Needed: Gentle Hands
Third, they must be restored gently. The word “restore” was used for setting a broken bone and for mending a fishing net. If you’ve ever had a broken bone, you know how painful that can be. And if the doctor is rough, he can make your pain much worse even as he tries to help you heal. That’s why the work of spiritual restoration must be done “gently” or as the King James Version says, “meekly.” It has the idea of doing something quickly, quietly, and with enormous kindness. When a friend is down and hurt by sin, you don’t announce it to the world. You don’t try to ruin his reputation. No, you go to his aid and do what you can to help him recover.
Fourth, they must be approached carefully. Here is a warning we all need to consider. Paul says that we should be careful in our helping lest we should fall into the same hole as our friend. Satan is tricky. He knows that if he can get one Christian trapped in sin, he may soon get another and then another. This is why doctors wash their hands so often. Not only must they avoid giving germs to their patients, they must also guard against receiving germs from their patients. In our attempts to help struggling Christians, we must be careful lest we start making excuses, offering rationalizations, avoiding confrontation, and letting sympathy replace truth.
Before we leave this noble ministry, I should note that Paul does not specify the sins involved and he does not specify the precise pattern we are to follow. This verse describes a willingness to get involved with others and the attitudes that best promote healing and restoration. The precise details and the time involved will vary from case to case and from person to person. Just as no one medicine cures all diseases, there is no magic formula that works in every case. We are called to care enough to get involved and to act in a compassionate, careful way. The Lord can lead us if we will do those two things.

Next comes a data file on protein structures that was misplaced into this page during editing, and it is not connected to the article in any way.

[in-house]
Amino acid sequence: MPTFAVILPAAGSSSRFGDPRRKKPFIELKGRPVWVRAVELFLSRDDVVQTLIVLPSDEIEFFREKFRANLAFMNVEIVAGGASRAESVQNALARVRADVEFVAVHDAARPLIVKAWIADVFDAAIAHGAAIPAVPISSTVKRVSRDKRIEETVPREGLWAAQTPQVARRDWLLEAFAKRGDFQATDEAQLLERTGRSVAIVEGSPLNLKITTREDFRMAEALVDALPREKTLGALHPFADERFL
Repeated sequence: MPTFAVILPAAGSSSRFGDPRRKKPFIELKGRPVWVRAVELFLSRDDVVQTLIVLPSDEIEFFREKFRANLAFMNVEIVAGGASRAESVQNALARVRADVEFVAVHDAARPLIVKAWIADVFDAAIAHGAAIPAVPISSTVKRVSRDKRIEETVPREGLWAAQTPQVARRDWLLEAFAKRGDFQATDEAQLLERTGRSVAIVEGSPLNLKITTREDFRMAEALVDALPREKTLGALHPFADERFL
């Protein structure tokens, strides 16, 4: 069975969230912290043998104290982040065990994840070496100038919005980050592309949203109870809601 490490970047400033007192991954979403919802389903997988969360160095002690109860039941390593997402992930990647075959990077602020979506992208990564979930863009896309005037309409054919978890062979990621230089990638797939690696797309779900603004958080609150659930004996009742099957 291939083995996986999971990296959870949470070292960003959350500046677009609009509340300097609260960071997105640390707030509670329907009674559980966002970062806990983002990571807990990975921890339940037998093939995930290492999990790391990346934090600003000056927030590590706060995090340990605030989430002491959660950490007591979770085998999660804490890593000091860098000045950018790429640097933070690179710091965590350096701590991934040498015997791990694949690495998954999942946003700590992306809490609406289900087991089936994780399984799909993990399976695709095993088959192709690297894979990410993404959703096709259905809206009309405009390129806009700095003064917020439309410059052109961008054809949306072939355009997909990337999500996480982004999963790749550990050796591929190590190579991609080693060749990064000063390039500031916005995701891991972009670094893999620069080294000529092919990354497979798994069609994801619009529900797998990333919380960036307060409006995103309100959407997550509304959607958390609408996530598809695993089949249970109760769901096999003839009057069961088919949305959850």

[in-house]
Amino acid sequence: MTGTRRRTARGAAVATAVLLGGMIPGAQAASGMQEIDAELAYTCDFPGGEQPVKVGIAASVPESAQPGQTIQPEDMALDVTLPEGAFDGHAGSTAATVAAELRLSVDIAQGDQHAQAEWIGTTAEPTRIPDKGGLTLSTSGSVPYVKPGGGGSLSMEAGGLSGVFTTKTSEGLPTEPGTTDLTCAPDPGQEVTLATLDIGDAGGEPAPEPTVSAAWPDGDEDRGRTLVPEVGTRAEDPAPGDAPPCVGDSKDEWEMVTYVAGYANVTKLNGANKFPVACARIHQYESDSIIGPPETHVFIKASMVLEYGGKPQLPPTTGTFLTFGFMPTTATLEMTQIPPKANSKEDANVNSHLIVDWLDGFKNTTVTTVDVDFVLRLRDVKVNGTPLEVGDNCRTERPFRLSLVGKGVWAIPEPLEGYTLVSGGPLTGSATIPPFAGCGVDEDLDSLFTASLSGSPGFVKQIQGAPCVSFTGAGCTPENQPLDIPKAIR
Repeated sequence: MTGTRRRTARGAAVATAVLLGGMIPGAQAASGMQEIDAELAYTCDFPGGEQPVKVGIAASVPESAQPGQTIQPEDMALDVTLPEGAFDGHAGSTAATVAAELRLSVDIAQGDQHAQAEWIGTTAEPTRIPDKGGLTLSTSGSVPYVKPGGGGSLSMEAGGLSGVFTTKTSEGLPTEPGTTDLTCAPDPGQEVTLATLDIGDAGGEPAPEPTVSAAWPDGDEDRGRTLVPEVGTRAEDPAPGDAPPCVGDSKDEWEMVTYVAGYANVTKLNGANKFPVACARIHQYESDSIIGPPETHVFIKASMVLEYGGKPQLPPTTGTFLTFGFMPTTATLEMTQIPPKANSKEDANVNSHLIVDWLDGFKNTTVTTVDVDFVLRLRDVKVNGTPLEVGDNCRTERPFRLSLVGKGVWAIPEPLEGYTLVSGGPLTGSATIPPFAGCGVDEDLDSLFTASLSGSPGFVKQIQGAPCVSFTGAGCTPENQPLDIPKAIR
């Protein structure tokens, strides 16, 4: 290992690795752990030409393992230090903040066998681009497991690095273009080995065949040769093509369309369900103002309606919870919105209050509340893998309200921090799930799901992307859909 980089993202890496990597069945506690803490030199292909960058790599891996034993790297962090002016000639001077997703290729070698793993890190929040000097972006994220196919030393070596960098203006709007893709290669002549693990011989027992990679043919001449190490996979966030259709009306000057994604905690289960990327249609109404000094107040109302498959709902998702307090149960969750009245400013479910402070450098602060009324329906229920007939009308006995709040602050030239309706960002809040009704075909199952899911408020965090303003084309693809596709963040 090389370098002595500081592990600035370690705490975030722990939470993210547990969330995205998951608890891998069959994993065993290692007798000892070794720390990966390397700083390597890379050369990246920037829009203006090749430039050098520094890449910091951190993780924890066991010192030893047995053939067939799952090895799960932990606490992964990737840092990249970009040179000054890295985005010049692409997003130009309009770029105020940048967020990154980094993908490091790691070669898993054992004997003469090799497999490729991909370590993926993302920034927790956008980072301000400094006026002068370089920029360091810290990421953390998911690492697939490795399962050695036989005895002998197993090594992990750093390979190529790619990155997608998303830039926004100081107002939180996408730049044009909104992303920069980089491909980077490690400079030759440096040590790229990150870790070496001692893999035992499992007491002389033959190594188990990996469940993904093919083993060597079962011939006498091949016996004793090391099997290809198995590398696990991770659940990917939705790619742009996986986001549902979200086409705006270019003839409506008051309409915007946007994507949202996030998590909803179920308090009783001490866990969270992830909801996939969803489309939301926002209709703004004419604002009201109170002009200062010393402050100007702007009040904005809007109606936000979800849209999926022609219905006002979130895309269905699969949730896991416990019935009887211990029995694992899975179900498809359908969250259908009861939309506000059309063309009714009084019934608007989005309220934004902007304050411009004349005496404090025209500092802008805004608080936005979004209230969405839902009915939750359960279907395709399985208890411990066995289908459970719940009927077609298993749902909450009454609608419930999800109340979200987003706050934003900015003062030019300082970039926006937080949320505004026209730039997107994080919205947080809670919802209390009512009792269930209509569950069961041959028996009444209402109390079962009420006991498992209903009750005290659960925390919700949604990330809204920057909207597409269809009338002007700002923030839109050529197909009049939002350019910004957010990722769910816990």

II. Helping the Hurting 6:2-5
The second ministry is a bit broader in that it includes restoring the fallen but goes on to include ministering to those hurting for any reason. When we see a friend burdened with the problems, cares and pressures of life, we are to drop what we are doing and go to his aid.
First, there is the need to bear the burdens of others: “Carry each other’s burdens” (Galatians 6:2a). The burden of this verse refers to an overwhelming load, an impossibly huge boulder weighing you down as you stagger along the highway of life. The boulder may represent any number of things: sickness, sudden calamity, personal loss, financial difficulty, broken dreams, a failed marriage, family problems, career setbacks, or the death of a loved one. I find it significant that Paul does not focus on what the burden is or where it comes from. That doesn’t seem to matter. What matters is that when you see your brother or sister staggering under a heavy load, you drop what you are doing and go help them bear that load. Instead of judging them, you help them by doing whatever you can for as long as you can. Will this not slow you down? Assuredly it will, and if getting to the finish line first is your goal in life, then you won’t bother to bear very many burdens. But if helping the hurting is part of your vision of Christian discipleship, then for you bearing burdens isn’t a distraction, it’s at the heart and core of what it means to follow Jesus.